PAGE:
Pleasure of a certain refined stamp was Santayana’s lodestar in life, and such pleasure was what he sought to communicate through his writing. The beautifully produced Triton Edition (limited to some 950 sets) was the perfect correlative of Santayana’s style. It has no editorial notes. But it makes up in readability what it lacks in critical apparatus. It is an edition to be read.
The MIT edition is meant to be … Well, let’s see. The Letters of George Santayana: Book One, [1868]–1909[1] is the first of a projected eight volumes of letters. Altogether, those eight books will count as Volume V in the Critical Edition of Santayana’s works.[2] Daniel Cory, who met Santayana in 1927 when he was twenty-two and who became the aging philosopher’s confidante, secretary, and literary executor, brought out a selection of letters in 1955. That volume includes some 300 letters; he added dozens more in a 1963 portrait of Santayana’s later years. Santayana’s letters—some of them, anyway—are certainly worth reading. Consider this 1937 missive to Cory about Ezra Pound:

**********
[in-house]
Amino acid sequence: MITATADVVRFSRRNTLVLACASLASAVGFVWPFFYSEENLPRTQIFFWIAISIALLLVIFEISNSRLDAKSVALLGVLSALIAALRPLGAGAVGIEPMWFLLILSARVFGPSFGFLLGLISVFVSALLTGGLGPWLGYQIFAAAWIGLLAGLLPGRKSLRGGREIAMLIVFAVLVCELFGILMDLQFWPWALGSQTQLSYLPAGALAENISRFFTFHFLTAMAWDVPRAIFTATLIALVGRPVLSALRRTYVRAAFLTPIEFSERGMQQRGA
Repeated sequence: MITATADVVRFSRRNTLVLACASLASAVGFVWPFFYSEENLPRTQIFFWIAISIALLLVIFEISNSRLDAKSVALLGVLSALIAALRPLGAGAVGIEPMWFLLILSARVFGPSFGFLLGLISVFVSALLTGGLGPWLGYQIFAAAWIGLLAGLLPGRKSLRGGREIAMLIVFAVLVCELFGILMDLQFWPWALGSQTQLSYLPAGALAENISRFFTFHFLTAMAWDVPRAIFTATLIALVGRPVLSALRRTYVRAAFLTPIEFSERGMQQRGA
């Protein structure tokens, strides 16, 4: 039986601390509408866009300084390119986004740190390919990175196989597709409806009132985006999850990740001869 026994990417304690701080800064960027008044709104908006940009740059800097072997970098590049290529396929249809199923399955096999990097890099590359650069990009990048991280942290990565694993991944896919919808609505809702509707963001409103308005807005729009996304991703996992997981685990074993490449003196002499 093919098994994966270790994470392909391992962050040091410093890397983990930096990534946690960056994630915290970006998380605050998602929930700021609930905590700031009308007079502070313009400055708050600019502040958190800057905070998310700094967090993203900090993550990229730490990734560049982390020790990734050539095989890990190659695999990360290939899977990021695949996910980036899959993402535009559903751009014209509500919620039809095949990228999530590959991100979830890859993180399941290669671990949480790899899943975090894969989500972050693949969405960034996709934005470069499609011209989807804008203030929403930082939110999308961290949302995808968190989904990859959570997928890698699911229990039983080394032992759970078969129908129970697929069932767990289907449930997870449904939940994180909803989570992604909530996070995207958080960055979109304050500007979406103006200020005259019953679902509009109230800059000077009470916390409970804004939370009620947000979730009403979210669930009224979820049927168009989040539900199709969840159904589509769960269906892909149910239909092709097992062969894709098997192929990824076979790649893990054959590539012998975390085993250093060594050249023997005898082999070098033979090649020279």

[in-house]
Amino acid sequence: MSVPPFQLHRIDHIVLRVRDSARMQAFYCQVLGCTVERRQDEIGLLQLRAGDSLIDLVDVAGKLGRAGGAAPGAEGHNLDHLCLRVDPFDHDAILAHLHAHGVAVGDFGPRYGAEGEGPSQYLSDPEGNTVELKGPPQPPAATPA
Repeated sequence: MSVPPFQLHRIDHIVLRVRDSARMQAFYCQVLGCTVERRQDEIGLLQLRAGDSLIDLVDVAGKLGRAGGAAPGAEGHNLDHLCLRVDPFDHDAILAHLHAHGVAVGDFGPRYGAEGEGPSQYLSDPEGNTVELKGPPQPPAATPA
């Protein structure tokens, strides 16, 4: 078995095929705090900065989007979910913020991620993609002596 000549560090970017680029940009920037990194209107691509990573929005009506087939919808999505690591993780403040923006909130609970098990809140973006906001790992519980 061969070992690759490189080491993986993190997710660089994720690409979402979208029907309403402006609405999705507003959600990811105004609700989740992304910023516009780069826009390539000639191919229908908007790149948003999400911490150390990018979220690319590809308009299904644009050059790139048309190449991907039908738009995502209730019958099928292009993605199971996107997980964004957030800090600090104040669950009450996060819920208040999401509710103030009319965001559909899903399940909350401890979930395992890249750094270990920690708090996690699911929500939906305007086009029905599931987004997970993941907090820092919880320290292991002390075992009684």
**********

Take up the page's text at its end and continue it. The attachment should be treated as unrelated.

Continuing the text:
For Heaven’s sake, dear Cory, do stop Ezra Pound from sending me his book. Tell him I have no sense for true poetry, admire (and wretchedly imitate) only the putrid Petrarch and the miserable Milton; that I don’t care for books, have hardly any, and would immediately send off his precious volume to the Harvard Library or to some other cesspool of infamy. That is, if he made me a present of it. If he sent it only for me to look at and return, I would return it unopened; because I abhor all connection with important and distinguished people, and refuse to see absolutely anyone except some occasional stray student or genteel old lady from Boston.
Good stuff, no? But the Critical Edition will run to some 3000 letters. Are they all indispensable? The present volume, which takes Santayana through schooldays to the threshold of fame at age forty-six, contains about 350 letters. Some, like those to William James, his teacher and then senior colleague at Harvard, shed light on his thought. Some, like those to the sexually ambidextrous William Morton Fullerton (the lover of Edith Wharton, among many others), are amusing and provide glimpses into Santayana’s developing character. Not a few are like this one from 1906 to his beloved half-sister (and godmother) Susana: “April 3.—It is delightful here in Montpellier. I think constantly of Avila & Greece. It is Spring at last.” How many such reports do we really need?